Other forms of arthritis are rheumatoid arthritis and psoriatic arthritis, which are autoimmune diseases in which the body is attacking itself. Septic arthritis is caused by joint infection. Gouty arthritis is caused by deposition of uric acid crystals in the joint that results in subsequent inflammation. Additionally, there is a less common form of gout, caused by the formation of rhomboidal-shaped crystals of calcium pyrophosphate; this form of gout is known as pseudogout. Temporomandibular joint syndrome involves the jaw joints and can cause facial p
Manatees are large aquatic herbivorous marine mammals sometimes known as sea cows. There are three accepted living species of Trichechidae, representing three of the four living species in the order Sirenia: the Amazonian manatee, the West Indian manatee, the West African manatee, they measure up to 4.0 metres long, weigh as much as 590 kilograms, have paddle-like flippers. The etymology of the name is dubious, with connections having been made to Latin "manus", to a word sometimes cited as "manati" used by the Taíno, a pre-Columbian people of the Caribbean, meaning "breast". Manatees are called sea cows, as they are slow plant-eaters and similar to cows on land, they graze on water plants in tropical seas. Manatees are three of the four living species in the order Sirenia; the fourth is the Eastern Hemisphere's dugong. The Sirenia are thought to have evolved from four-legged land mammals more than 60 million years ago, with the closest living relatives being the Proboscidea and Hyracoidea; the Amazonian's hair color is brownish gray, it has thick wrinkled skin with coarse hair, or "whiskers".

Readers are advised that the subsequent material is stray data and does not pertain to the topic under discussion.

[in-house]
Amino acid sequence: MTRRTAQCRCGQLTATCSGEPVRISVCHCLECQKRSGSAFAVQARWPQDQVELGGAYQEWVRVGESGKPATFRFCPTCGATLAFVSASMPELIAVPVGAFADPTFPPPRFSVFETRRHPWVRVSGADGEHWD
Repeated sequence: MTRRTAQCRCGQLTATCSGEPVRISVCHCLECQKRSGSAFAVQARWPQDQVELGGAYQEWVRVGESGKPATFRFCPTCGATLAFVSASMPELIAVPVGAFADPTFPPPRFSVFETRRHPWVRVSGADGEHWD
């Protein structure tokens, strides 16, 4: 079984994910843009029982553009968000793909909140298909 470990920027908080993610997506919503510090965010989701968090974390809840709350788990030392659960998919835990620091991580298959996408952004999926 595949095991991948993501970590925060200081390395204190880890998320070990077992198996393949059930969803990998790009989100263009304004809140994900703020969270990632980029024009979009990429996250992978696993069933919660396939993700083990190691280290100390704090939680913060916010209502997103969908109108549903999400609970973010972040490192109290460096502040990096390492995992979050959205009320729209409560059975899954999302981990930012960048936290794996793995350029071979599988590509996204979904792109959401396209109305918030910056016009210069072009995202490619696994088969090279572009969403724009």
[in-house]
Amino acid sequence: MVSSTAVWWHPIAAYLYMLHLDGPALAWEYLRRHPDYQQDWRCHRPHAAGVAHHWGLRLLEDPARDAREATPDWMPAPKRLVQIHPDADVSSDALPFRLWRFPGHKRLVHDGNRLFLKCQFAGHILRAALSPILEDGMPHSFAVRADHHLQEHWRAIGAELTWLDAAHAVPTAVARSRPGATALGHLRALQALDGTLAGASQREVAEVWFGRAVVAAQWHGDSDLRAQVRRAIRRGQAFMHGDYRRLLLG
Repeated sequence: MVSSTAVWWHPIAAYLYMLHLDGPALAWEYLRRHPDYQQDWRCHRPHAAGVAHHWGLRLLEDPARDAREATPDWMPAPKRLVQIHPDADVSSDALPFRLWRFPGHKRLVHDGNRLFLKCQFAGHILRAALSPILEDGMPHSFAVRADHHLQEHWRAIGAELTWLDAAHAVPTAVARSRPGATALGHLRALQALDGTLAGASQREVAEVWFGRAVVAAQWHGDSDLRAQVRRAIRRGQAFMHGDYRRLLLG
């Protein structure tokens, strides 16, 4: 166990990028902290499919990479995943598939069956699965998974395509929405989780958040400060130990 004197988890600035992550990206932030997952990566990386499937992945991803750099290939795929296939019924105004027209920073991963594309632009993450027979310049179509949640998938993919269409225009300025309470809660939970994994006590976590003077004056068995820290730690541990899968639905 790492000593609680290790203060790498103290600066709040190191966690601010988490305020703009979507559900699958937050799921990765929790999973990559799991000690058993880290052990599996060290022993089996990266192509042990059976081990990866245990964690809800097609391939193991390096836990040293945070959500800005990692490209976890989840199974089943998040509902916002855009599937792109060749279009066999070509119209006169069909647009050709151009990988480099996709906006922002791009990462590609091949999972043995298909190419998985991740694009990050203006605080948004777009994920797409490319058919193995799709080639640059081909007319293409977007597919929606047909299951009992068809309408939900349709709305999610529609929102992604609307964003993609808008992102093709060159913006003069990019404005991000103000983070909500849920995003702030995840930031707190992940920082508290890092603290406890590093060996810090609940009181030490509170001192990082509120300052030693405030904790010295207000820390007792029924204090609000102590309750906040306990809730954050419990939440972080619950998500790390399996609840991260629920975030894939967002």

Photos are rare. Manatees weigh 400 to 550 kilograms, average 2.8 to 3.0 metres in length, sometimes growing to 4.6 metres and 1,775 kilograms. At birth, baby manatees weigh about 30 kilograms each; the manatee has a large, prehensile upper lip, used to gather food and eat and for social interaction and communication. Manatees have shorter snouts than the dugongs; the lids of manatees' small spaced eyes close in a circular manner. The adults have no incisor or canine teeth, just a set of cheek teeth, which are not differentiated into molars and premolars; these teeth are replaced throughout life, with new teeth growing at the rear as older teeth fall out from farther forward in the mouth, somewhat as elephants' teeth do. At any time, a manatee has no more than six teeth in each jaw of its mouth, its tail is paddle-shaped, is the clearest visible difference between manatees and dugongs. The female manatee has two teats, one under each flipper, a characteristic, used to make early links between the manatee and elephants.